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CASE REPORT
Extrahepatic bile duct injury caused by a horse kicking injury
  1. Ryan Pereira and
  2. Kellee Slater
  1. Hepatobiliary Surgery, Princess Alexandra Hospital, Woolloongabba, Queensland, Australia
  1. Correspondence to Professor Kellee Slater, slaterkellee{at}hotmail.com

Abstract

A 35-year-old man presented to a regional hospital after being kicked by a horse in the right upper quadrant. He was transferred to our hepatobiliary unit with bile peritonitis 8 days post trauma. Laparoscopic cholecystectomy and intraoperative cholangiography were performed, demonstrating distal common bile duct (CBD) obstruction with contrast extravasation from the distal duct. The CBD was drained with a T-tube via laparotomy. On postoperative day 14, T-tube cholangiography demonstrated no extravasation of contrast from the distal CBD and minor stricturing with eventual duodenal drainage. The T-tube was clamped and 5 weeks later, the patient represented with peri-T-tube bile leakage and right upper quadrant pain. A T-tube cholangiogram confirmed a complex distal CBD stricture. Two attempts at ERCP with intent of stenting the stricture were unsuccessful. The patient underwent an end to side Roux-en-Y choledochojejunostomy and was discharged home 4 days postoperatively on simple analgesia.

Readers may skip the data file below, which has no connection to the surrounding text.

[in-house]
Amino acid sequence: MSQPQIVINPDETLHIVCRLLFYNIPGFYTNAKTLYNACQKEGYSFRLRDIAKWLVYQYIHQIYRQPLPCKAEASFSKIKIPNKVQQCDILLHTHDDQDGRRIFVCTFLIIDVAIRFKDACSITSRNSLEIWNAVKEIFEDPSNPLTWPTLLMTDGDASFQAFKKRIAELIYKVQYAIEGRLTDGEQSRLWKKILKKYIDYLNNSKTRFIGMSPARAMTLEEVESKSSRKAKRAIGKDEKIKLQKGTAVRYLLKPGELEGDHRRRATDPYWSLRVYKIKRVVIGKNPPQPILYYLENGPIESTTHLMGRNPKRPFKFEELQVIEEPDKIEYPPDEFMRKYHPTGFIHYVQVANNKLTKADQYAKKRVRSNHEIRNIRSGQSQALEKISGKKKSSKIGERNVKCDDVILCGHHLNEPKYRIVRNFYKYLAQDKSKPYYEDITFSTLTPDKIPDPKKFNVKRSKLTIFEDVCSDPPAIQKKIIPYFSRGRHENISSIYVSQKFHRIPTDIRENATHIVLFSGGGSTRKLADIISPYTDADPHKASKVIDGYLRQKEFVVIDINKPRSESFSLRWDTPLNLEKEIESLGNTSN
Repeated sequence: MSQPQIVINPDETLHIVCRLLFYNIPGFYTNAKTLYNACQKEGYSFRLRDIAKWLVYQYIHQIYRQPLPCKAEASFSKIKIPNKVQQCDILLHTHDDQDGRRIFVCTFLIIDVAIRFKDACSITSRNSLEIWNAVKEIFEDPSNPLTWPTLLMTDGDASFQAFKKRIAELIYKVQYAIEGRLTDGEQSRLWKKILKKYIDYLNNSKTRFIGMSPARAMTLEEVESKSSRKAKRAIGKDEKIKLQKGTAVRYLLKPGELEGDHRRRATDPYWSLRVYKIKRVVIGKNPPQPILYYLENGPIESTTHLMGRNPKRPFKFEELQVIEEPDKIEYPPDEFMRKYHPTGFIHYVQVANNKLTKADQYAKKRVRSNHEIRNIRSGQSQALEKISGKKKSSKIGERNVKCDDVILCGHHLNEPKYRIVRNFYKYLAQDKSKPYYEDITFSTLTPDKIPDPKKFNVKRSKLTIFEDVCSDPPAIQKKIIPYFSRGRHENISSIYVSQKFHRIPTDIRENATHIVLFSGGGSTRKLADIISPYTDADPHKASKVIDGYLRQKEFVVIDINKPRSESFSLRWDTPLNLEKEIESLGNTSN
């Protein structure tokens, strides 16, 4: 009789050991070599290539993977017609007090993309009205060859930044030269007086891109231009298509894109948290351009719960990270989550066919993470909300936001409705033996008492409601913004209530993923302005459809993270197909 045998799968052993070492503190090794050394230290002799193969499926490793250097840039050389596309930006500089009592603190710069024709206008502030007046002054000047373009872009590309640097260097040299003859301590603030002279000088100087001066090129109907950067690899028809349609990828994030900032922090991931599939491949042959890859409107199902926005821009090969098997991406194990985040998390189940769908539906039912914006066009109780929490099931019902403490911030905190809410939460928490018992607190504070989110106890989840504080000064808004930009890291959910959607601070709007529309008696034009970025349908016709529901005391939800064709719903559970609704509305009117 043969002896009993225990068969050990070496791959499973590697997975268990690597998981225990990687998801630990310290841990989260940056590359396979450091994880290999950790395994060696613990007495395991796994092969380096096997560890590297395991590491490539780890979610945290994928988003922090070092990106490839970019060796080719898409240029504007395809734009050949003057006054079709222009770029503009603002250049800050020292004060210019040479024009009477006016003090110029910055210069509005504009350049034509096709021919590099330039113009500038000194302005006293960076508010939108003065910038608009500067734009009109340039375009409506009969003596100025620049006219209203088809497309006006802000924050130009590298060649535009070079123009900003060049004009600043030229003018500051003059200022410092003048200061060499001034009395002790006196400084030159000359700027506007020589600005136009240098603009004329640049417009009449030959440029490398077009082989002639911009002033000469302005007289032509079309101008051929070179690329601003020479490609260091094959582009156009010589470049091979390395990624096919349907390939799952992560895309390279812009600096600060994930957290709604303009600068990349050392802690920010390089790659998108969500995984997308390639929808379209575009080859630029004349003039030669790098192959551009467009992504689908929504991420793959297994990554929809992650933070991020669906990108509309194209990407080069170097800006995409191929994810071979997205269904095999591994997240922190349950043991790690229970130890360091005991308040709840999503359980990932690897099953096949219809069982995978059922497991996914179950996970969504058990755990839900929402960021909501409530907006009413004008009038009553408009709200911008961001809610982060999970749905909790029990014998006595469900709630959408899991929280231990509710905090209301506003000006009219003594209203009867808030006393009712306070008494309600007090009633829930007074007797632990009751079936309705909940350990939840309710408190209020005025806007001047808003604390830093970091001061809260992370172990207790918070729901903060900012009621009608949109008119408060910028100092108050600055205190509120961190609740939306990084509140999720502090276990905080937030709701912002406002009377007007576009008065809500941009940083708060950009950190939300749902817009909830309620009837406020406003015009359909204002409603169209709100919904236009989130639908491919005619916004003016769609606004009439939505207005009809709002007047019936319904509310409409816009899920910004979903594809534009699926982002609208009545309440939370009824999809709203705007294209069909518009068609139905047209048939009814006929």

• general surgery
  • biliary intervention
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Footnotes

  • Contributors RP wrote the original draft of the manuscript. Both authors performed the literature search. KS provided the images. Both authors reviewed, edited and approved the final version of the manuscript. Both authors agree with the content of the submitted case report for publication.

  • Funding The authors have not declared a specific grant for this research from any funding agency in the public, commercial or not-for-profit sectors.

  • Competing interests None declared.

  • Provenance and peer review Not commissioned; externally peer reviewed.

  • Patient consent for publication Obtained.

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